Isaiah Jewett (7th in semifinal): Incomplete We don’t know for sure whether Jewett would have made the final as he was clipped from behind by Nijel Amos on the final turn of his semi, killing his Olympics in an instant. Why Amos was advanced and Jewett was not still has not been adequately explained to us.
Athing Mu (1st in final): A+ You win the Olympics, that’s automatically an A+. If there were a higher grade, I’d give it to Mu, because she also went wire-to-wire and set an American record of 1:55.21 in the process.
Robert Johnson’s response: There is as higher grade. It’s called A++++++++. 100. The thing you didn’t even mention is how she came in with a lot of pressure – as the Olympic favorite at 19 in her international senior debut – and was totally unfazed by it. And then in the final she was a maestro, controlling things like David Rudisha did in London in 2012. Unreal.
Raevyn Rogers (3rd in final): A Rogers ran a personal best of 1:56.81 to earn a bronze medal. Hard to do better than that.
Ajee’ Wilson (4th in semifinal): C+ Tough to give Wilson a grade on this one as clearly something has been up with her in 2021, but she has chosen not to go into details. She medalled in ’17 and ’19 but failed to even make the final in Tokyo.
Cole Hocker (6th in final): A Hocker entered the Olympics as a 3:35 guy, then ran 3:33 in his semi and 3:31 in the final to take sixth. Had the final been a slower race, a medal would not have been a shock. And all of this at 20 years old.
Matthew Centrowitz (9th in semifinal): D This was a surprise. Centro said he felt close to career-best shape and entered the Olympics on the strength of a 3:49 mile pb. For a guy who had made the final in six of his seven previous World/Olympic appearances — and medalled in three of them — bombing out in the semis is unacceptable.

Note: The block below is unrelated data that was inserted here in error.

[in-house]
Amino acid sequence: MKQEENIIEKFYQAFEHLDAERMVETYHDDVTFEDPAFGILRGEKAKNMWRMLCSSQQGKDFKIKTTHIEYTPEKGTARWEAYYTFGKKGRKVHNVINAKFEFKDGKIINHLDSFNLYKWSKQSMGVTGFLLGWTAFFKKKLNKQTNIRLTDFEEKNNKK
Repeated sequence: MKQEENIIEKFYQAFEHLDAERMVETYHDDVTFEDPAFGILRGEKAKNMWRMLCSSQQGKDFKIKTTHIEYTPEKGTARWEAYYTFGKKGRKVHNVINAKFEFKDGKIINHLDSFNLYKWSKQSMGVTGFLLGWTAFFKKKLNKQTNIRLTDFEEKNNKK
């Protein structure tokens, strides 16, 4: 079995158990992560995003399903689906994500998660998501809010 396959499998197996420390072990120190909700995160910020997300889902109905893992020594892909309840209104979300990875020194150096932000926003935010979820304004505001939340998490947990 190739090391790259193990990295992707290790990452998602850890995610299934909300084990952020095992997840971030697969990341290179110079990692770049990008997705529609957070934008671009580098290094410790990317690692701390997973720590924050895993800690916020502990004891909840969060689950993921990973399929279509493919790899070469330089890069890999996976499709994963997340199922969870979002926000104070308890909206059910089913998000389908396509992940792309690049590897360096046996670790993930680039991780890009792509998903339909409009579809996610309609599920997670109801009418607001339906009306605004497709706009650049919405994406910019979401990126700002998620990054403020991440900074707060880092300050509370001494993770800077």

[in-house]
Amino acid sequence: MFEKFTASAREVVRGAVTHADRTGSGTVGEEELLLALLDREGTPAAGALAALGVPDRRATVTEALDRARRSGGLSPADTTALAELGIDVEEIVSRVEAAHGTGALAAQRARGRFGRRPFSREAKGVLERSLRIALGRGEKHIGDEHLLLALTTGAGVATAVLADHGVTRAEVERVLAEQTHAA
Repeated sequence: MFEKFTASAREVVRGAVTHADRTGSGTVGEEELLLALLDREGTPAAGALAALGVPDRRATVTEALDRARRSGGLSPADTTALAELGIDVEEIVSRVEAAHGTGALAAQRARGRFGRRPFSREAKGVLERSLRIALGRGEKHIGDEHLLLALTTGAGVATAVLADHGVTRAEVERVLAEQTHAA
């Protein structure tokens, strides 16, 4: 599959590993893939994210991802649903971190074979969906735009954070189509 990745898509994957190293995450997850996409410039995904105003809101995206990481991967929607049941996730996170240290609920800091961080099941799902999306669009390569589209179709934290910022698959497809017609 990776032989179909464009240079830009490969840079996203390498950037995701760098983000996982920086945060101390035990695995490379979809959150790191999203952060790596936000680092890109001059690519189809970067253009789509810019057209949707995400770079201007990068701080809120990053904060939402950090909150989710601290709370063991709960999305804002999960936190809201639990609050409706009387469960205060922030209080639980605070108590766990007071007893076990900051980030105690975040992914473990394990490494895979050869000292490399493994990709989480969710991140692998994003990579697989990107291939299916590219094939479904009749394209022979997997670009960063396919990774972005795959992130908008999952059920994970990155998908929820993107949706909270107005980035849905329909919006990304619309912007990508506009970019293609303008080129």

Elle Purrier (10th in final): B- Purrier looked terrific in front-running a 3:58 to win the Trials, so one would have expected a fast, time-trial-type race like the one we saw in the final to favor her. Instead, she was never in it, running 4:01.75 for 10th.
Rojo’s Response: B-? No. Come on. I don’t want to sound like an old guy who complains about grade inflation and participation trophies but you are forcing me to play that role. This is how grades are supposed to work. A is for excellence, B is for good, C is for fair, D is for disappointment and an F is for failure.
We were expecting Purrier to contend for a medal. Many were wondering if she was the equivalent of Shelby Houlihan. When you solo a 3:58.03 at the US Trials but can only run 4:01 .75 in the Olympic final, that’s not good. The way Purrier ran in the Olympics in both the semi and final was a major disappointment for US fans and disappointment has to be met with a D grade of some sort. D+ is the grade. John Kellogg says I’m being too harsh. He thinks she’s deserving of a C+ as 4:01 is something a 3:58 runner runs when they get in over their head, but my reply to that is she shouldn’t be losing to the likes of Linden Hall and Nozomi Tanaka.
Cory McGee (12th in final): B It’s kind of hard to grade McGee. She made the final, but only because she was advanced after getting caught up in a fall. And you can hardly criticize her for getting 12th in the final — even if McGee had run her pb of 4:00.67, that would only have placed her 10th.
Rojo: Again this is too high. When you get into the Olympic final on a gift and don’t do anything in the final, it’s not a good showing. It’s fair. C+.
Heather MacLean (12th in semifinal): B MacLean did well to make the semis and it would have been a surprise to see her make the final.
Benard Keter (11th in final): A- Keter ran a pb of 8:17.31 to make the final and then 8:22.12 to finish 11th. A very solid Olympic debut.
Hillary Bor (6th in semifinal): D Bor was outkicked for the final auto qualifier in his heat and pulled no punches after the race, saying “I choked, man.” The US has come far enough in the steeple that it should be considered a major disappointment when the US champ does not qualify for the Olympic final.